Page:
What is Secondary Dispensing?

Secondary Dispensing occurs when medication is removed from its original container and is placed in to a second container which is not for immediate use.

The original container is either the container in which it was received from the pharmacy with pharmacy labelling on, or, if the medication was purchased, the original container from the manufacturer.

The second container may include unlabeled bottles or boxes, dispensing pots and small bags or envelopes or monitored dosage systems purchased by the patient or their relatives. i.e., not the original container that medication was purchased in or dispensed into by the pharmacy


Why does it occur?

Secondary Dispensing can occur due to a number of reasons usually to save time, to get organized or to prevent a lot of medication going out of the service with the client. For example:

  • Client is coming in for a short break so family decant what is needed in to a second container.
  • Client is going out of the service to a club, or for a visit, or holiday or home for a few days and staff don’t want to send the whole supply of medication.
  • Staff ‘potting up’ – getting medicines ready all at once to distribute on a medication round to save time.
  • Staff putting medicines in to monitored dosage systems for clients to self-administer
  • Family putting medicines in to monitored dosage systems for domiciliary care staff to administer.
  • Nurses in the community drawing up insulin doses and leaving them in the fridge for a home care patient to use later.
  • These reasons all make sense in some regards and yet are all in breach of the Human Medicines Regulations 2012 which clearly states that medicines must be administered from the original container.


Is Secondary Dispensing illegal?

Yes, for two reasons.

By law, the only people allowed to dispense are pharmacy, a dispensing doctors practice or health care professionals acting within a Patient Group Direction. We dispense – you administer.

If you put medication in to a second container for use later in the day or week, when you come to administer that medication later, it is no longer in its original container and therefore you break the law again.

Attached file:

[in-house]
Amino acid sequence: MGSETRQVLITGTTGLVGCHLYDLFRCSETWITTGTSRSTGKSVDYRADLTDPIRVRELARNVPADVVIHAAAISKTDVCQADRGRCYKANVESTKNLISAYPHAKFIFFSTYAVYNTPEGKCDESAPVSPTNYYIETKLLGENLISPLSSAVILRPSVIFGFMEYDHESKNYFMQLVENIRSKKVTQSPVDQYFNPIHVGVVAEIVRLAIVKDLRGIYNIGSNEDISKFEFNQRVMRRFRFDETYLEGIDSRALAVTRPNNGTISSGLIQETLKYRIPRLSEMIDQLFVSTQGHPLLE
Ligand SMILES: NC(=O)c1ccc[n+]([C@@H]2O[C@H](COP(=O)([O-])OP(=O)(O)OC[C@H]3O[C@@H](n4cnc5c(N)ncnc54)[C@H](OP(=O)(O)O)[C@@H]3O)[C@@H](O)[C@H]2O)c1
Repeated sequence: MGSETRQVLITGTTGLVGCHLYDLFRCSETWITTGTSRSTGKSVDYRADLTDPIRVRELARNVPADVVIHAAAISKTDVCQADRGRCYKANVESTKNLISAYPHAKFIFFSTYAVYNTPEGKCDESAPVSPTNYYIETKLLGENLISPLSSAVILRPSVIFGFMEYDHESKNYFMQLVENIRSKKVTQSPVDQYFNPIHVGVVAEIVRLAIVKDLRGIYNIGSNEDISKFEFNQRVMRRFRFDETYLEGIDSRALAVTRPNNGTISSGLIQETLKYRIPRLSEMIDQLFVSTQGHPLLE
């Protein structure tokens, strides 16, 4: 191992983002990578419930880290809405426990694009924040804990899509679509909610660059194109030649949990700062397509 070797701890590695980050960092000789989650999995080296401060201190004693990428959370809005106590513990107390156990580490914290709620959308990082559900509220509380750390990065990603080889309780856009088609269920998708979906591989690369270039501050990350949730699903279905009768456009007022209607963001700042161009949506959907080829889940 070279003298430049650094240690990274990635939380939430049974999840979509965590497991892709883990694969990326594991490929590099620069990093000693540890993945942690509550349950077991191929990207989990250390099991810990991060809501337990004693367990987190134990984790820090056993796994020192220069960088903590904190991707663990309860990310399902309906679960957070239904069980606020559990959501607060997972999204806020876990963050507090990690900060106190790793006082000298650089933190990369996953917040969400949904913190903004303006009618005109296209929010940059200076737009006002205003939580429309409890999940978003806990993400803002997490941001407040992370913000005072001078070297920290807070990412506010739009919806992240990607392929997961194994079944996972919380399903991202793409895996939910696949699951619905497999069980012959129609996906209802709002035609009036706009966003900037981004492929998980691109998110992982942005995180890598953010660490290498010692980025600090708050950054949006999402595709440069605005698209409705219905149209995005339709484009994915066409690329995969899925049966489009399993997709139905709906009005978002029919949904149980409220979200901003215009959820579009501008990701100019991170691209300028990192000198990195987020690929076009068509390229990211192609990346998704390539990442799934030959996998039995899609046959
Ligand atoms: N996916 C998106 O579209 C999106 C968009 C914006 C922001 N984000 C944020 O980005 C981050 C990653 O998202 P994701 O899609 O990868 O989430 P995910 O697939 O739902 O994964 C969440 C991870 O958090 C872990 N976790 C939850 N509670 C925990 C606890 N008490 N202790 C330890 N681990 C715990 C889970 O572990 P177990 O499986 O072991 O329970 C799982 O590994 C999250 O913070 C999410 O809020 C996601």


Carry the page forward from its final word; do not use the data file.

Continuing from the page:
The Care Quality Commission can and have successfully prosecuted care providers for secondary dispensing. Why? Because it increases the risk of medication error as patients are provided with medicine that has an insufficient amount of information about how, when and how much to administer. You have a duty of care to ensure the right patient, gets the right medicine, at the right time, in the right dose, by the right route. To do this you need all of the information from its original container to check to the best of your ability that you are giving the correct thing.

How can it be avoided?

Plan in advance if necessary and ask the pharmacy to dispense some of the monthly prescription medication in to separate containers for you with one dose to take out if needed or a weekend’s worth of medication for a trip or short break.

  • If your client is coming into your service from home, relatives can do the above or send in the whole container as it was dispensed. You sign it in and sign it back out again.
  • Get pharmacy to dispense in to monitored dosage system for clients who are self-administering to promote independence.
  • Ask families in domiciliary care to give you the original containers to administer from, not to put them in to containers for you.


For further information or any questions about Secondary Dispensing, please contact training@momentumpeople.co.uk and we will be happy to help.